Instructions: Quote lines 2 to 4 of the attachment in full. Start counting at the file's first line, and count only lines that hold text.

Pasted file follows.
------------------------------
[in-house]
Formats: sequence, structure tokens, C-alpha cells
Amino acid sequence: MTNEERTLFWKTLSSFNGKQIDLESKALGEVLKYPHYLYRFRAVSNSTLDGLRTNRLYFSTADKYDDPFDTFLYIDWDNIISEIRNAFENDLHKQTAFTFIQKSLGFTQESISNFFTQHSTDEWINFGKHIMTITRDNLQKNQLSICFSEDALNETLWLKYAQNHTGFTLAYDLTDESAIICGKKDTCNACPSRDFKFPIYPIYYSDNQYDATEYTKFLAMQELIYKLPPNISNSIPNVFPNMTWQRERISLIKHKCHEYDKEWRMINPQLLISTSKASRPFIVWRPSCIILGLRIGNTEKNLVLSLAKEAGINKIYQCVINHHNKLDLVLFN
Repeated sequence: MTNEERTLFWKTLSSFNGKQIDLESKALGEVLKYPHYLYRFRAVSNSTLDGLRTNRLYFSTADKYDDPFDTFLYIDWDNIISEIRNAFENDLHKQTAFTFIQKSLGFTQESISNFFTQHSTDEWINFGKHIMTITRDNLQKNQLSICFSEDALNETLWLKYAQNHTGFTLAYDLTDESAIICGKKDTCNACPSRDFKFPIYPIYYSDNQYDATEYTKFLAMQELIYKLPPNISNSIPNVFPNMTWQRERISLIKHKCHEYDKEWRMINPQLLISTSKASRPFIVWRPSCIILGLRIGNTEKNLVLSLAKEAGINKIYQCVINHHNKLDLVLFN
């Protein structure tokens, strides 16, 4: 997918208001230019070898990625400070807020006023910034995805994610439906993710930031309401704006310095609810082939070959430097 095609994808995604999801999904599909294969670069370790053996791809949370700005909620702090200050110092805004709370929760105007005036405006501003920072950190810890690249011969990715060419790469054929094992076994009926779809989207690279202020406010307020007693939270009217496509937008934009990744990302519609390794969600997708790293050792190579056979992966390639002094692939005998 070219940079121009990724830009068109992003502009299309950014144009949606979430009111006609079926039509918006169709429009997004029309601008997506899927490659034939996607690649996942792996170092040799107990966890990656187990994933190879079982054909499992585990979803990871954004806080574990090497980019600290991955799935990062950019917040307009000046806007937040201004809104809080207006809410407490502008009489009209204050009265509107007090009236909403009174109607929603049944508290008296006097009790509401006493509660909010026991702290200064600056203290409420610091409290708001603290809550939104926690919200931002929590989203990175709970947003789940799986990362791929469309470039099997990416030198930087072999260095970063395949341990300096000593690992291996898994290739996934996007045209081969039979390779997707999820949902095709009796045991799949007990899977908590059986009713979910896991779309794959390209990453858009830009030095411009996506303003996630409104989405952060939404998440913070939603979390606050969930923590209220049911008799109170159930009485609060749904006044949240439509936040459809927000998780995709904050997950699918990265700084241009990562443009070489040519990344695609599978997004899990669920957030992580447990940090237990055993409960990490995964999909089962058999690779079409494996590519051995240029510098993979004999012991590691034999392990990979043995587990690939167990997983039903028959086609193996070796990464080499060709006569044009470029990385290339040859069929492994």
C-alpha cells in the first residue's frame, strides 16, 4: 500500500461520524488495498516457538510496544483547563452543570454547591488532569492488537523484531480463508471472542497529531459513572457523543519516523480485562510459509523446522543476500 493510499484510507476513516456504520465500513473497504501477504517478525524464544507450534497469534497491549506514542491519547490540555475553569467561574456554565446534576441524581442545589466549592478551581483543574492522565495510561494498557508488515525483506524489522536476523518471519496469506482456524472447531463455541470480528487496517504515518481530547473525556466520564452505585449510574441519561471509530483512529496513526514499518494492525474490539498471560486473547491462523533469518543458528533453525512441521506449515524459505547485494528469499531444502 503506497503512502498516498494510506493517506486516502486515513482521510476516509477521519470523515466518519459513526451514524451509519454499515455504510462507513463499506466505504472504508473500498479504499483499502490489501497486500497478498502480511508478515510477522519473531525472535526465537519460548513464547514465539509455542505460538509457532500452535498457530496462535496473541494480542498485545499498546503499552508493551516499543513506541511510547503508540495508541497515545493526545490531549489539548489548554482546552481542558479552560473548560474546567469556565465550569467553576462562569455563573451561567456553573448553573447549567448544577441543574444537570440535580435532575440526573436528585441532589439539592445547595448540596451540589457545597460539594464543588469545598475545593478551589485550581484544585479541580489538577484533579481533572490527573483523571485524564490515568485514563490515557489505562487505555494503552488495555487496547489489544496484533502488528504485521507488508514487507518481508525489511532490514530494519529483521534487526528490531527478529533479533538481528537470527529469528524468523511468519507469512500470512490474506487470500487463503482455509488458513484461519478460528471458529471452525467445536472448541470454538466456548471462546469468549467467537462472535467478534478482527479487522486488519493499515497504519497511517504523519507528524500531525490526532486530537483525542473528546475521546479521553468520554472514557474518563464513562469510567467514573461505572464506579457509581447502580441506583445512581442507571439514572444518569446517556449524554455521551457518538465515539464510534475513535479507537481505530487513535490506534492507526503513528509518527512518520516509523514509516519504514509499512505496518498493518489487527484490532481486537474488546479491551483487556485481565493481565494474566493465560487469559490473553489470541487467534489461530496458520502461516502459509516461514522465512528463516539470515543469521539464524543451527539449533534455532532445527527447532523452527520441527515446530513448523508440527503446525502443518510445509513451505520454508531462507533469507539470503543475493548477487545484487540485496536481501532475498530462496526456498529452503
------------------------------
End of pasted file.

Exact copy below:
Formats: sequence, structure tokens, C-alpha cells
Amino acid sequence: MTNEERTLFWKTLSSFNGKQIDLESKALGEVLKYPHYLYRFRAVSNSTLDGLRTNRLYFSTADKYDDPFDTFLYIDWDNIISEIRNAFENDLHKQTAFTFIQKSLGFTQESISNFFTQHSTDEWINFGKHIMTITRDNLQKNQLSICFSEDALNETLWLKYAQNHTGFTLAYDLTDESAIICGKKDTCNACPSRDFKFPIYPIYYSDNQYDATEYTKFLAMQELIYKLPPNISNSIPNVFPNMTWQRERISLIKHKCHEYDKEWRMINPQLLISTSKASRPFIVWRPSCIILGLRIGNTEKNLVLSLAKEAGINKIYQCVINHHNKLDLVLFN
Repeated sequence: MTNEERTLFWKTLSSFNGKQIDLESKALGEVLKYPHYLYRFRAVSNSTLDGLRTNRLYFSTADKYDDPFDTFLYIDWDNIISEIRNAFENDLHKQTAFTFIQKSLGFTQESISNFFTQHSTDEWINFGKHIMTITRDNLQKNQLSICFSEDALNETLWLKYAQNHTGFTLAYDLTDESAIICGKKDTCNACPSRDFKFPIYPIYYSDNQYDATEYTKFLAMQELIYKLPPNISNSIPNVFPNMTWQRERISLIKHKCHEYDKEWRMINPQLLISTSKASRPFIVWRPSCIILGLRIGNTEKNLVLSLAKEAGINKIYQCVINHHNKLDLVLFN